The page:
If we understand correctly, as of now, SLF operates only in New Delhi and Noida. Do you plan to expand SLF’s operations to other cities?
We are in discussions with groups in Andhra Pradesh and Maharashtra. We are also actively looking for partners in other states and would like to invite medical and non-profit groups to partner with us by way of this article in Complete Wellbeing.
Is there scope for volunteering with SLF? How can a common individual help the cause?
There are three ways by which volunteers can support us: ? become trainers and spread the knowledge, ? help us start SLF in their area, and ? help us with our organisational activities such as cause promotion, coordination with police and hospitals, coordination with media and government, fund-raising, website management, and the like.
Apart from health-conscious readers, we have thousands of specialist doctors among our readers—do you have a message for them?
Doctors are our most important partners because it is their knowledge that we are spreading to the community. We invite them to partner with us, become community trainers and help us establish bystander care in India. Doctors can contact us if they wish to establish SaveLIFE in their area and we will provide them all necessary support to do so.
You recently received the Rolex 2010 Young Laureate Award for your work through SLF. Can you tell us more about the award?
The Rolex Award for Enterprise is given to individuals who have ideas that can positively impact the world. This year, besides me, there are four other winners of this prestigious award given every two years: Reese Fernandez from Philippines, Jacob Colker from USA, Nnaemeka Ikegwano from Nigeria and Bruktawit Tigabu from Ethiopia. The award includes a financial grant. Most importantly, it gives you access to some of the brightest minds from around the world who have made a significant contribution to humankind. I consider myself truly privileged to have become a part of this family. Personally, it has been a very humbling experience for me. The award has helped SaveLIFE enhance its capacity, get access to innovators from around the world who have shared new ideas with us and the benefits of global publicity of the initiative.
Tell us three things that a person can do to help a roadside accident victim.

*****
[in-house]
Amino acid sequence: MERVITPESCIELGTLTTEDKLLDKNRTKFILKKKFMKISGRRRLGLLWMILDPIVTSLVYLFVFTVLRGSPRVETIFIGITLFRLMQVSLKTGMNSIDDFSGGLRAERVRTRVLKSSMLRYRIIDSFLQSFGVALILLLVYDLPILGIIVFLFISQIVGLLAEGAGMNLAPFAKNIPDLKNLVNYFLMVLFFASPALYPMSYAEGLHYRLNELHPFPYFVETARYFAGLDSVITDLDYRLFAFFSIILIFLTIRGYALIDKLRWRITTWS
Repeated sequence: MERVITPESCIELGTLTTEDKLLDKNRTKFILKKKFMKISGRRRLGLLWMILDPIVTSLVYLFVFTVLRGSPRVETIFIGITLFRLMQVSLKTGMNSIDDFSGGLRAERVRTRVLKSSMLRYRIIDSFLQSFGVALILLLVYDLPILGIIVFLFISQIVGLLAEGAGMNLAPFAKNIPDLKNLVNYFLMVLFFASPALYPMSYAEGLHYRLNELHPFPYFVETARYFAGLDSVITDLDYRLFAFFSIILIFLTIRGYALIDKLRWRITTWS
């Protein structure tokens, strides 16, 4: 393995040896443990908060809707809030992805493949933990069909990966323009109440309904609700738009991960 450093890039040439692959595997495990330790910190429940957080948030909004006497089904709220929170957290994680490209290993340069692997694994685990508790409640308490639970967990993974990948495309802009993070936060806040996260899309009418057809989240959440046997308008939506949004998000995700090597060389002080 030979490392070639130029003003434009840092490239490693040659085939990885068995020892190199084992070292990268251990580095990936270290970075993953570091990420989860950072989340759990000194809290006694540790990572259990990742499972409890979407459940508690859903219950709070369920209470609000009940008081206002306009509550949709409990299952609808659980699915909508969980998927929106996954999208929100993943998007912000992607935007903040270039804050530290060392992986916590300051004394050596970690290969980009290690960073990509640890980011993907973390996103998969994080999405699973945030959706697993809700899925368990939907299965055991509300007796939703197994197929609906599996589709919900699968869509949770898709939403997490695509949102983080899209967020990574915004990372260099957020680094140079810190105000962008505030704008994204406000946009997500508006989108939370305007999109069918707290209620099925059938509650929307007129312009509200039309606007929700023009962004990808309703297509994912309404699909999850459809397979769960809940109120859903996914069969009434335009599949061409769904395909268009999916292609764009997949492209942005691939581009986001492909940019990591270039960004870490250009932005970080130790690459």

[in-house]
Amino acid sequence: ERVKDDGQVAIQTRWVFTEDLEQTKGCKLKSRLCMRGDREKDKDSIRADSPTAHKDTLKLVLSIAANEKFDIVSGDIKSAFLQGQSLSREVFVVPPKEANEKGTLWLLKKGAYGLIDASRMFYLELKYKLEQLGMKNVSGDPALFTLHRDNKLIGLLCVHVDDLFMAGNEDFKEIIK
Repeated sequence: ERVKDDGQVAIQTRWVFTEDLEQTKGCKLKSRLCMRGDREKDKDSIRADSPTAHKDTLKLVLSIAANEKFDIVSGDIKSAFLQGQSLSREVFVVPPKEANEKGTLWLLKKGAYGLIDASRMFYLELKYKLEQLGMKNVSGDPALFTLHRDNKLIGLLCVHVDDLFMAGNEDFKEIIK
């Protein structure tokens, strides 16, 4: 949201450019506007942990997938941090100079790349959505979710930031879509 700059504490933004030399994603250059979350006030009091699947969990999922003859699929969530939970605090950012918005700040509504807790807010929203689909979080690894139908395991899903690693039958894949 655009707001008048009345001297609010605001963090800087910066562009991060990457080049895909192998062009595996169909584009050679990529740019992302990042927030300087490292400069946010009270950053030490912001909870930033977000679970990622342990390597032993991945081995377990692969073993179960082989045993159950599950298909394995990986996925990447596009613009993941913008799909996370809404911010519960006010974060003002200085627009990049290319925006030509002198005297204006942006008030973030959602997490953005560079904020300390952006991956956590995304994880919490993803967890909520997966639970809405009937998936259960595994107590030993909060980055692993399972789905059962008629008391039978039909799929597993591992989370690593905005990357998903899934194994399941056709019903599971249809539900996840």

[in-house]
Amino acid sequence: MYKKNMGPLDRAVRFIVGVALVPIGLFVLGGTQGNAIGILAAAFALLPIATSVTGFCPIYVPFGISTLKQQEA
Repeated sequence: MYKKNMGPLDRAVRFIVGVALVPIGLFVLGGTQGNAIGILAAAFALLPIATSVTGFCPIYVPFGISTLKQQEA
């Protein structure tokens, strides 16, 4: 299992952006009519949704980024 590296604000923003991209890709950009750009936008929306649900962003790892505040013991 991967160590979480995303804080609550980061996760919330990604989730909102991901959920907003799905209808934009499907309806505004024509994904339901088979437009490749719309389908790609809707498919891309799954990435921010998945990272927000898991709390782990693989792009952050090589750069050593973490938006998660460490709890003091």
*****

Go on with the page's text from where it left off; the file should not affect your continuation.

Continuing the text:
The simple mantra for helping someone is CHECK-CALL-CARE. Check the scene for your own safety first and then the condition of the victim[s]. Call or ask someone to call for help immediately. And then start providing care. The three things to remember are:
- Assume that the victim has a spinal injury. Never lift the victim with a jerk, as it may aggravate the injury. If possible, use a stretcher or a flat board to lift the victim but ensure that the neck and spine are supported, and the victim is rushed to a hospital soon.
- If the victim is unresponsive, check for a pulse by placing two fingers on the neck, under the place where the jaw bone sticks out the most. If the pulse is missing, start CPR [cardiopulmonary resuscitation] by immediately placing the heel of your palm in the middle of the victim’s chest and pressing it 30 times in 18 seconds followed by two normal breaths. Continue even while rushing the victim to a hospital.
- Control the bleeding by applying pressure on the wound. Even if you have tied something, ensure there is enough pressure on the wound to restrict further blood flow.
Meet Piyush Tewari
A graduate of the University of Delhi, Piyush Tewari is building a highly successful career as a director and general manager of a private equity firm. After his 17-year-old cousin died following a road accident, Tewari investigated and found that the reason for his death was the length of time it took to provide basic life support. This prompted him to set up the SaveLIFE Foundation [SLF] to minimise avoidable roadside fatalities.